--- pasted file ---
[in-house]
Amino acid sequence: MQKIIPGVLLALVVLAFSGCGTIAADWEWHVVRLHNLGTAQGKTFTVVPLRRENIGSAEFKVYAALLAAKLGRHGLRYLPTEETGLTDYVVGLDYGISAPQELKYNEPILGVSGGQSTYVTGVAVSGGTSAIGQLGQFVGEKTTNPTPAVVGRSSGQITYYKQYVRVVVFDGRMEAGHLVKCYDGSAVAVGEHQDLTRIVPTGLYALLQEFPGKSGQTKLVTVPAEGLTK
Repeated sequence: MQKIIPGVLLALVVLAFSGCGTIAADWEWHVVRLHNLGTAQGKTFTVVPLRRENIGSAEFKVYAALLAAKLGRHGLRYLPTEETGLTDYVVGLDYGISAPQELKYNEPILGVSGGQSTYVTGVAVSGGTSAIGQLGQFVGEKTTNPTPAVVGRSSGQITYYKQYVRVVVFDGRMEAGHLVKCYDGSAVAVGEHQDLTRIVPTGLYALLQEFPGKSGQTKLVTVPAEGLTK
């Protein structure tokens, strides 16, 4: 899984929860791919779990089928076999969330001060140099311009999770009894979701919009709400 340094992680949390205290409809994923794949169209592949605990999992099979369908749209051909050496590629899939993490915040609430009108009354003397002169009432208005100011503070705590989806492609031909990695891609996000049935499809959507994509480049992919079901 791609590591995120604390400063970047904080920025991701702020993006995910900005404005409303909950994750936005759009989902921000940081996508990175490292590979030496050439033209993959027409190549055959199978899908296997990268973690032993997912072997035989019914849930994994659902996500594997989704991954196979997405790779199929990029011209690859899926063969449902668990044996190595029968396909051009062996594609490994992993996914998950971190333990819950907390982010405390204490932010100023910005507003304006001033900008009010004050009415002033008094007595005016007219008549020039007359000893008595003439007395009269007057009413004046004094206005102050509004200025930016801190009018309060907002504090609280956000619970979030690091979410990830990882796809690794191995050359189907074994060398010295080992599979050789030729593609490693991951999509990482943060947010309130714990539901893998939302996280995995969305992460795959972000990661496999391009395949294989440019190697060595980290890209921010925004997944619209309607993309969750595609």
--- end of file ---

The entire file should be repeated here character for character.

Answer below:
[in-house]
Amino acid sequence: MQKIIPGVLLALVVLAFSGCGTIAADWEWHVVRLHNLGTAQGKTFTVVPLRRENIGSAEFKVYAALLAAKLGRHGLRYLPTEETGLTDYVVGLDYGISAPQELKYNEPILGVSGGQSTYVTGVAVSGGTSAIGQLGQFVGEKTTNPTPAVVGRSSGQITYYKQYVRVVVFDGRMEAGHLVKCYDGSAVAVGEHQDLTRIVPTGLYALLQEFPGKSGQTKLVTVPAEGLTK
Repeated sequence: MQKIIPGVLLALVVLAFSGCGTIAADWEWHVVRLHNLGTAQGKTFTVVPLRRENIGSAEFKVYAALLAAKLGRHGLRYLPTEETGLTDYVVGLDYGISAPQELKYNEPILGVSGGQSTYVTGVAVSGGTSAIGQLGQFVGEKTTNPTPAVVGRSSGQITYYKQYVRVVVFDGRMEAGHLVKCYDGSAVAVGEHQDLTRIVPTGLYALLQEFPGKSGQTKLVTVPAEGLTK
């Protein structure tokens, strides 16, 4: 899984929860791919779990089928076999969330001060140099311009999770009894979701919009709400 340094992680949390205290409809994923794949169209592949605990999992099979369908749209051909050496590629899939993490915040609430009108009354003397002169009432208005100011503070705590989806492609031909990695891609996000049935499809959507994509480049992919079901 791609590591995120604390400063970047904080920025991701702020993006995910900005404005409303909950994750936005759009989902921000940081996508990175490292590979030496050439033209993959027409190549055959199978899908296997990268973690032993997912072997035989019914849930994994659902996500594997989704991954196979997405790779199929990029011209690859899926063969449902668990044996190595029968396909051009062996594609490994992993996914998950971190333990819950907390982010405390204490932010100023910005507003304006001033900008009010004050009415002033008094007595005016007219008549020039007359000893008595003439007395009269007057009413004046004094206005102050509004200025930016801190009018309060907002504090609280956000619970979030690091979410990830990882796809690794191995050359189907074994060398010295080992599979050789030729593609490693991951999509990482943060947010309130714990539901893998939302996280995995969305992460795959972000990661496999391009395949294989440019190697060595980290890209921010925004997944619209309607993309969750595609």